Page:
Sunday Musings: Recovering from the 2014 NBA Draft
The NBA Draft came and went on Thursday evening and Sacramento Kings fans are still desperately trying to recover from the selection of Nik Stauskas.
It’s not that the fans don’t like the pick. Stauskas may end up being the best possible player for the Kings. The issue is that no one saw that pick coming. There were eight names that were thought to be locks for the top eight, and Stauskas wasn’t one of them.
When the selection was made, even the media room went silent. The unexpected had happened, and no one knew what to make of selection.
There is a blueprint for this process; Kings fans know it well. The four stages of draft recovery are now upon us.
Stage One: Shock
The fan reaction to the drafting of Nik Stauskas was not good. It wasn’t just “who?” or “what just happened?” There were at least a few angry people out there, and they turned to Twitter, as if that can remedy anything.
Kings fans are used to shock. It was an earmark of a good Geoff Petrie draft.
The Kings draft-day festivities were abuzz in 1996. With the 13th overall pick, the Charlotte Hornets had just selected Kobe Bryant, who would later be dealt to the Los Angeles Lakers for a young center named Vlade Divac. Syracuse’s John Wallace was on the board when the Kings’ selection (No. 14) went to the podium. Fans were ready to erupt, and then it happened…
With the 14th selection in the 1996 NBA Draft, the Sacramento Kings select Predrag Stojakovic…
Silence. Maybe more than silence. Maybe a few tears and even a few explicit words were murmured through the crowd.
A similar situation happened in 2009. Spanish point guard Ricky Rubio slid down the board and was available when the Kings went to make their selection with the fourth overall pick. Sacramento needed a point guard and Rubio had all the makings of Jason Williams 2.0.
When Tyreke Evans was selected, the entire city froze for a moment. Time stood still; then, uproar.
Stage Two: Anger
“Jimmer Fredette 3.0.” That is my favorite tweet from Thursday night.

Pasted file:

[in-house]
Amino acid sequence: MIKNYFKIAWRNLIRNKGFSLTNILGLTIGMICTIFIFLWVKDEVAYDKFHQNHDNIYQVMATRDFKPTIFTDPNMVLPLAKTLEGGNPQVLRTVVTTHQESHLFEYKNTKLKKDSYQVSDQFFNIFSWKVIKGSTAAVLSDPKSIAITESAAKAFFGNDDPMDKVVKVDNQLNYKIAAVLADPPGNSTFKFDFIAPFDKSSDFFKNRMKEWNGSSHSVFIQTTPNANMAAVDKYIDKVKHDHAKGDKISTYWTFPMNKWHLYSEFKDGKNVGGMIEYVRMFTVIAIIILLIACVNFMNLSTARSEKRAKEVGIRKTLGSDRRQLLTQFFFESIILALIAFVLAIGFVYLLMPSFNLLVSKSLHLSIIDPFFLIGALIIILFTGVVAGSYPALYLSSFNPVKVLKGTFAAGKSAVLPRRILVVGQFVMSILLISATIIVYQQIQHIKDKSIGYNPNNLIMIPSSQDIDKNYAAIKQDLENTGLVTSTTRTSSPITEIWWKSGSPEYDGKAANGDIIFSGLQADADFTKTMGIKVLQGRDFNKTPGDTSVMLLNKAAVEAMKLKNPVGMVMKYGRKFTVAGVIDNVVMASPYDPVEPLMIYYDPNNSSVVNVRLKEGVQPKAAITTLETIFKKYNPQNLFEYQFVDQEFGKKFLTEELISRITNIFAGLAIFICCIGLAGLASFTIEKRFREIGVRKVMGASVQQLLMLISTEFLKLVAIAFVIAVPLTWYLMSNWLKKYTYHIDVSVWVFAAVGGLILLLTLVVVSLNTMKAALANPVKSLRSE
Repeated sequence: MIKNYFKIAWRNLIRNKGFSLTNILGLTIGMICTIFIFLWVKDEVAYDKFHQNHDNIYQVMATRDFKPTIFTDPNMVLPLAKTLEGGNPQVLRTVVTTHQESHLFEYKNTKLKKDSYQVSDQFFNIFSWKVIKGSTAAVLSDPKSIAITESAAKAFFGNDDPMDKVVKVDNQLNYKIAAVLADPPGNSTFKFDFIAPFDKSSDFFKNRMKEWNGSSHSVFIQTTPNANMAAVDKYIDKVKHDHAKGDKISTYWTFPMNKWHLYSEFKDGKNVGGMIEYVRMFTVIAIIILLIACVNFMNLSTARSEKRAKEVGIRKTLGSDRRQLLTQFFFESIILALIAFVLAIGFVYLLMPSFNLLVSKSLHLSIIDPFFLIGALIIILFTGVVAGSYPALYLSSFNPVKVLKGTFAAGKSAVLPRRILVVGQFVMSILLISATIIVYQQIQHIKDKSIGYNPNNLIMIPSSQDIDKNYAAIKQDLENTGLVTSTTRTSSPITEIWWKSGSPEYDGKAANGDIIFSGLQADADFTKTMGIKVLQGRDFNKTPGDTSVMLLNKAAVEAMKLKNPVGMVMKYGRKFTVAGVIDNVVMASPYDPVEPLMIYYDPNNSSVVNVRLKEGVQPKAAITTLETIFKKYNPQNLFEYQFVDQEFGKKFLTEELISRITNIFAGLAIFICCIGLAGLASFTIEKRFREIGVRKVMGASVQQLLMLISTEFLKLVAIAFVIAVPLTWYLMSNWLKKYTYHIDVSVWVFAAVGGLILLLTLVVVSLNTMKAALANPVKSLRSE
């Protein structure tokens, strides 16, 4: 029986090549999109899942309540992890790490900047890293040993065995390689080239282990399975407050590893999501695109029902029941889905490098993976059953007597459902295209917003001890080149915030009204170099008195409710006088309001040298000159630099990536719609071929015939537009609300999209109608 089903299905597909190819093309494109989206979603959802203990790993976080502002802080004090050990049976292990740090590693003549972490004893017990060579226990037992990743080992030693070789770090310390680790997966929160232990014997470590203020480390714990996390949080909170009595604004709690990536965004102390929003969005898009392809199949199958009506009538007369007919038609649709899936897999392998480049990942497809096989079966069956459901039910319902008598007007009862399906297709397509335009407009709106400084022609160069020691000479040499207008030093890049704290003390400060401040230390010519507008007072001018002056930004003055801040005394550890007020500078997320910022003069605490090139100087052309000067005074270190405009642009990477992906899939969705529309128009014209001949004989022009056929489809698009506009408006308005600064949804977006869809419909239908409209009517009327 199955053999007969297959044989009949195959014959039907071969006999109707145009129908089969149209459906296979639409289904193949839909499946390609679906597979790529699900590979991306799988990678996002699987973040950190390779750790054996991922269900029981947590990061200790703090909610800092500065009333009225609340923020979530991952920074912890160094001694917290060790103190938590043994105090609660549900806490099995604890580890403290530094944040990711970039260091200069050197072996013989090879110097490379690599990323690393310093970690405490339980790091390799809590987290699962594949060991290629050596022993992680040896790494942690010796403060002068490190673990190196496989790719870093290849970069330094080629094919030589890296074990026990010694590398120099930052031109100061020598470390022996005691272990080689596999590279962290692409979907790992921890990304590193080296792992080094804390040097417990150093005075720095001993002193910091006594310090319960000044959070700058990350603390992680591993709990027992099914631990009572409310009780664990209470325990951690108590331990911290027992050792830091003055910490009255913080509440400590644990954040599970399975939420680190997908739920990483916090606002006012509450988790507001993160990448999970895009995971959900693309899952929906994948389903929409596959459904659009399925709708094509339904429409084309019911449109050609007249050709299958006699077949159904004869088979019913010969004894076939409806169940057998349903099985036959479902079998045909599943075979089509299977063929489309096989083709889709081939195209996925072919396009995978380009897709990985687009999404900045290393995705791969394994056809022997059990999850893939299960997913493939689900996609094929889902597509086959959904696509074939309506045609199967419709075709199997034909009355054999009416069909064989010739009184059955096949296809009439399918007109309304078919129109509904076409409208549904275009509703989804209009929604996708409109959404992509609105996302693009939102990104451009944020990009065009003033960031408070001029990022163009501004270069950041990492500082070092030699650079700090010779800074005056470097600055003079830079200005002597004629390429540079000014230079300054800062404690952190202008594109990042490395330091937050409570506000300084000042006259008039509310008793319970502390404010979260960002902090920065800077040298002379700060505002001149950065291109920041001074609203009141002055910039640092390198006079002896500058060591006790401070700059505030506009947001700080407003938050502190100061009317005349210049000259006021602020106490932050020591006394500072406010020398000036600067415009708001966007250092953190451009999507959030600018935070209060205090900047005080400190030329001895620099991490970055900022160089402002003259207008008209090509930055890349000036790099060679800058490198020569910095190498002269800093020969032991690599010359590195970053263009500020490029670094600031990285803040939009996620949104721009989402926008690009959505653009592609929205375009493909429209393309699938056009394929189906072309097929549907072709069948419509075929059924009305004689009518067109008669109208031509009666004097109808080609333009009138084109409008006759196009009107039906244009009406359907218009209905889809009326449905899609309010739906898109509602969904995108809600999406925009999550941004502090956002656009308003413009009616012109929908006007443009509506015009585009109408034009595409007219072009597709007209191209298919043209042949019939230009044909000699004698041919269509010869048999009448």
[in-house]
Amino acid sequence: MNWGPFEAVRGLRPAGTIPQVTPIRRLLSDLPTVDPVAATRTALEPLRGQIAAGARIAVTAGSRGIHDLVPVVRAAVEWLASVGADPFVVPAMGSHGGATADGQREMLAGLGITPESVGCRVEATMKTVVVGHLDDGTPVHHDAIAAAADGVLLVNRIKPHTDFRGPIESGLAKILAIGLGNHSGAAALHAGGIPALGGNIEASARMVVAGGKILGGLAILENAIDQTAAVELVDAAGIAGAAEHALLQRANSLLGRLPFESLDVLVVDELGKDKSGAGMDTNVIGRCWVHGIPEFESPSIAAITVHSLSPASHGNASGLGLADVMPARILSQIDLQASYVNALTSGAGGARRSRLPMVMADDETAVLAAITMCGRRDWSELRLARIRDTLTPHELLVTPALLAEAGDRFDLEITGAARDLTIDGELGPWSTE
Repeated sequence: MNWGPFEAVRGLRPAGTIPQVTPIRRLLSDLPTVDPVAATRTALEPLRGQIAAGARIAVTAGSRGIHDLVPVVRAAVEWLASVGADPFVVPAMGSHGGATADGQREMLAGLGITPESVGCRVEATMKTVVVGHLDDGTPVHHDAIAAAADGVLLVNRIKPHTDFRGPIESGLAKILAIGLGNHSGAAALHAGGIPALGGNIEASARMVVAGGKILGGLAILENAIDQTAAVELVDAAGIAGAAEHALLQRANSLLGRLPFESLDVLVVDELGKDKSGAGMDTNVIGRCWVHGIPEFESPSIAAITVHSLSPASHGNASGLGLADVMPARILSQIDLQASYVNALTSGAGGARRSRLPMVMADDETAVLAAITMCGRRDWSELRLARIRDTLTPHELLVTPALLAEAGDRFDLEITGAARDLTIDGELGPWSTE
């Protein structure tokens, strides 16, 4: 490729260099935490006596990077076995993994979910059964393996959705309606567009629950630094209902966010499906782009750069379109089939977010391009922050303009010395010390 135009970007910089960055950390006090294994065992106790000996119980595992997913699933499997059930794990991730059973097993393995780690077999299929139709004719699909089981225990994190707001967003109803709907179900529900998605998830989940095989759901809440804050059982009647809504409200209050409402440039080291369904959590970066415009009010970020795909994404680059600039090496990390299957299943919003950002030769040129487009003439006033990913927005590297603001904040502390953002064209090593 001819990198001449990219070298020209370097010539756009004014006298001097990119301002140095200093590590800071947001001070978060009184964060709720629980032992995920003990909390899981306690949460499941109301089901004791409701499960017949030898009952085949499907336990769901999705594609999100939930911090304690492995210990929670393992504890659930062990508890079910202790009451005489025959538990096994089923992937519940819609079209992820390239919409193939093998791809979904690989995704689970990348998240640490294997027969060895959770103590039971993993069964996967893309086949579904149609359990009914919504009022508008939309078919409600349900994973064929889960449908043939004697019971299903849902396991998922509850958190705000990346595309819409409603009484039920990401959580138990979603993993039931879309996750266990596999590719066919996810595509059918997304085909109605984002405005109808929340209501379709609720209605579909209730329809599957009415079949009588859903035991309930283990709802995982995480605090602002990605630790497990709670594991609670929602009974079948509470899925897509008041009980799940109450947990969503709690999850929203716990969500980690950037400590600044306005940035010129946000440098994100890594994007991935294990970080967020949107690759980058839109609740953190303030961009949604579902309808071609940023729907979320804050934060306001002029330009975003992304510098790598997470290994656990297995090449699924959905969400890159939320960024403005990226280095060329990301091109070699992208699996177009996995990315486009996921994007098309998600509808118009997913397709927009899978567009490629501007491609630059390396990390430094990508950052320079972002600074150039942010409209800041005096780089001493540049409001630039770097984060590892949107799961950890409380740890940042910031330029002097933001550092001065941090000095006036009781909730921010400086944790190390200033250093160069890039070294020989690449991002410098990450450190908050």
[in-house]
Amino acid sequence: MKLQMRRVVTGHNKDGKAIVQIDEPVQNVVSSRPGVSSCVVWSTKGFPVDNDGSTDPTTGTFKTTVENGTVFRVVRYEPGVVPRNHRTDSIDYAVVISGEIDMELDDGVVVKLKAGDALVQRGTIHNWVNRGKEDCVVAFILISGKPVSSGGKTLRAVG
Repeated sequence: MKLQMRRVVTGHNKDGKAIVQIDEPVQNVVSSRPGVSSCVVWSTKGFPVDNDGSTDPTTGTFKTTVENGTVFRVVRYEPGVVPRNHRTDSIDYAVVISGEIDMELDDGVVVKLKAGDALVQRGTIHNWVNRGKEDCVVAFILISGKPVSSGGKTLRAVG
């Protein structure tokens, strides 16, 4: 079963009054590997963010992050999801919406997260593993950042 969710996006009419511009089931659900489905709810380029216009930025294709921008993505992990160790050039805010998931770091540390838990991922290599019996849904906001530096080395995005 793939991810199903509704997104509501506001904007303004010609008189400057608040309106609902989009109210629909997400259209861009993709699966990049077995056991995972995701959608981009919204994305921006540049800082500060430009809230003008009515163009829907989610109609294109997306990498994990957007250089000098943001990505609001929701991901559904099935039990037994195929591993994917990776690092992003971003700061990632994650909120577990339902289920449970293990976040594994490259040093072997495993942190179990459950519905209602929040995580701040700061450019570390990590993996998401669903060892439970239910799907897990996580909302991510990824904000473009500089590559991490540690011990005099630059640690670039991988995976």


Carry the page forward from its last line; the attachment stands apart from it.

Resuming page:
Kings fans were confused. Partially because they didn’t expect Stauskas and partially because Sacramento had spent the seventh overall selection the year before on Ben McLemore, who plays the same position.
Anger turned to chaos. What does this pick mean for 21-year-old McLemore? Why didn’t the Kings trade the pick? What about a shot-blocking power forward? Why are there so many S’s in Stauskas?
I’m sure there were at least a few people who drank themselves to sleep on Thursday night and are just now realizing what the Kings have done.
Stage Three: Rationalization
By Friday morning, the sentiment had already begun to change. In the official Cowbell Kingdom poll, 42 percent of our readers gave the Kings a “B” and another 25 percent rated the selection as an “A.” Yes, 16 percent of the Kingdom handed Pete D’Alessandro and his team a grade of “D” or below, but the majority of fans were ready to jump on board.
The Kings ranked 27th in the NBA in 3-point shooting last season, and they added the best shooter in the draft. They finished 30th in assists, and Stauskas adds another playmaker from the shooting guard position. McLemore might be two or three years away from being a reliable starter and Stauskas looks like he is ready today.
There is no question that the weakest link on the Kings last season was the shooting guard spot and this pick may improve the position. Call it rationalizing, but the Kings improved; the question is: by how much?
Lastly, Stojakovic worked out and so did Evans, while Wallace was a horrible pro and Rubio spent two years in Europe and has yet to shoot better than 38.1 percent from the field in a season. In fact, the picks that were celebrated, like Thomas Robinson in 2012 and even McLemore last season, have not worked out as planned. McLemore has time to improve, but he certainly wasn’t NBA ready last season.
Stage four: Acceptance
Sacramento has some of the best fans in the NBA. They met Stauskas at the airport, and they will love his feisty spirit. There were bigger names in this draft, but if Stauskas can translate his college game to the pro level, the Kings got a steal.
Stauskas is a winner, a good kid and just in case you still haven’t bought in, he posted this message to Kings fans after his flight landed on Friday night.
For those of you who know me understand that being drafted was something that I have been chasing my entire life. Hearing my name called yesterday was a special moment for me and my family because the journey and the everyday struggle of getting here gives you a sense of accomplishment. However, I want people to know (Kings fans in particular) that I am not satisfied with where I am in my career at this point. It’s frustrating being a perfectionist because you’re striving for something that you can’t reach, but I feel like my attitude and genuine love for the game will continue to help me reach my goals in the NBA. Being drafted to Sacramento has now given me an opportunity to prove myself all over again and essentially start from scratch. I want Kings fans to know that I’m a person that will never stop working because I’ll never be completely satisfied with my body of work. Let the grind resume. Let’s do this Sacramento!